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Tuesday, 3 July, 2001, 18:21 GMT 19:21 UK
Race riot town seeks answers
Boarded up shops in Colne Road
Businesses were targeted during the recent violence
By BBC News Online's community affairs reporter Cindi John

Reminders of the recent violent unrest in Burnley are still fresh in Colne Road where the burnt out Duke of York pub faces a row of boarded up shops.

Last weekend the violence flared briefly again in the town when an Asian-owned business was also burnt out.

But since then things have been relatively calm and all sides of the community are hoping to keep it that way.

Some believe the key lies in closer co-operation between the town's Pakistani and Bangladeshi communities who make up the bulk of the 5,000 people of south Asian descent in Burnley.

Rafiq Malik
Rafiq Malik: Spokesman for newly-formed group

A newly formed alliance, Burnley Asians Against Racism, hopes to help bring stability to the town.

A spokesman for the group, Rafiq Malik, told BBC News Online their aim was to ensure accurate information reached the community and prevent further outbreaks of violence.

"It will be informing the community because there is a lot of rumour and gossip being spread," he said.

Mr Malik, who is Burnley's deputy mayor, said they would also try and work with the police and local authorities and other community groups to prepare some sort of action plan.

Duke of York pub
The Duke of York pub was burnt out during the violence
"We can't just wipe out this scar of the last week's tragic situation but I'm confident that things will improve," he said.

But Apu Chowdhury, a council outreach worker with the Bangladeshi community, feared a pattern of violence was now established.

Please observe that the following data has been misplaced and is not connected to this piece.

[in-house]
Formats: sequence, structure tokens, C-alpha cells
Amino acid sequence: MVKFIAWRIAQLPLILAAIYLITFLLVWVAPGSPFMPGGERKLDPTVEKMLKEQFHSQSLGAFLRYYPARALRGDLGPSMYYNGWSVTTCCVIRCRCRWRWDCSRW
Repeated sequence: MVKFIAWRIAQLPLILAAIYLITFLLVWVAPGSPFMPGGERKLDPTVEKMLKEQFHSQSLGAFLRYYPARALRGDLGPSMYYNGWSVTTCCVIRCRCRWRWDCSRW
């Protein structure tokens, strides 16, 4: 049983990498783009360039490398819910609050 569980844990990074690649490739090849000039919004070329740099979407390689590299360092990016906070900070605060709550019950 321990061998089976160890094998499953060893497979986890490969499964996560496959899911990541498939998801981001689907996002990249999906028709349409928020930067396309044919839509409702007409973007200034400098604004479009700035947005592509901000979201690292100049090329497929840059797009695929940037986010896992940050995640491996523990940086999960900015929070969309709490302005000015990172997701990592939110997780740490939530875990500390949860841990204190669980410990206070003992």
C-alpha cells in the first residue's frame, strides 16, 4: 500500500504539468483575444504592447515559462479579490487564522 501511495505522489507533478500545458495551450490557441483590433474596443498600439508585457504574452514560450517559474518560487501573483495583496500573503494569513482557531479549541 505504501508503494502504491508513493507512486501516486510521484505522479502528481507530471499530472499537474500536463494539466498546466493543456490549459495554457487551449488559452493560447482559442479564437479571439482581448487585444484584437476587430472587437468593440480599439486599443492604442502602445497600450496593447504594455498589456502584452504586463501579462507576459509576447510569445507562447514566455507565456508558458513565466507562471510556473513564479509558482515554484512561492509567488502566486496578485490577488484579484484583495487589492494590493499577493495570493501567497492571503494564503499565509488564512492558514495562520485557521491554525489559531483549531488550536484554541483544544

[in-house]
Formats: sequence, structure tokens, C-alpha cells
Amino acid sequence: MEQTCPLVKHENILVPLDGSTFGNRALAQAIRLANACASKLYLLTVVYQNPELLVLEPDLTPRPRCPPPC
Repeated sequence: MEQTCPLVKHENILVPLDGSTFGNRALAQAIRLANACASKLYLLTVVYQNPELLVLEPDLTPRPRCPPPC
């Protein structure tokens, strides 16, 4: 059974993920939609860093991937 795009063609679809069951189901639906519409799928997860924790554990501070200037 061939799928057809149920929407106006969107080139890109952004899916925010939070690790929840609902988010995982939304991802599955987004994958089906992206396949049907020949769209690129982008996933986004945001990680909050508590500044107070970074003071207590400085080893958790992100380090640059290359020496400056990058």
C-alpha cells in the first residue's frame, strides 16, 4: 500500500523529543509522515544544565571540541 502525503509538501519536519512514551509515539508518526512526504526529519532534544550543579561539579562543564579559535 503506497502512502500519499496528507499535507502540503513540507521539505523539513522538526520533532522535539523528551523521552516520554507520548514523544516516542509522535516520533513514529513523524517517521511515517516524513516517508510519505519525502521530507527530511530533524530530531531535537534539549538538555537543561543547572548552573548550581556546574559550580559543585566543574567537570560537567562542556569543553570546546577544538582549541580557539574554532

"I think the violence will spread and come back again and again.

"I tell young people who I work with a lot that we can't really fight real racism with sticks and stones we have to fight it intellectually," he said.

Deprived communities

Many of Burnley's Asians live in the areas worst hit by the recent racial violence.

Apu Chowdhury said some of the severest deprivation in Burnley was to be found there.

Apu Chowdhury
Apu Chowdhury: 'Fight racism intellectually"

"Life is pretty hard here in terms of high unemployment, poor housing, very few activities or opportunities here for young people," he said.

Mohammed Sher Ali Miah, of the Bangladeshi Welfare Association, said that since the disturbances they had been working with their communities to try and root out the cause for the disturbances.

"We've done our bit, we've been talking to the youngsters on the street and other members of the community.

"Messages have gone out from the local mosques that whatever has happened there should not be any more trouble. Because at the end of the day the whole community loses if there is any more violence," Mr Miah said.

He also believed unemployment among young people was a key factor.

He said Burnley's south Asian communities had been particularly hard hit because of employment patterns of Bangladeshi and Pakistani immigrants.

Mohammed Sher Ali Miah
Mohammed Sher Ali Miah: "Bangladeshis hard hit by unemployment"

"The majority of the workers who came during the 50s and 60s were working in foundries and textiles companies but they have now closed down," he said.

He added that many Bangladeshis found it hard to get jobs in the new information technology companies which had replaced textiles as the growth industry in the town.

"They can obtain the necessary skills but at the end of the day it's up to the local industries whether they want to take these people on.

"I wouldn't say it's directly related to racism but people are applying and at the end of the day if companies are not taking them on," he said.

Find out more about the violence in northern England during the summer of 2001


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26 Jun 01 | UK
25 Jun 01 | UK
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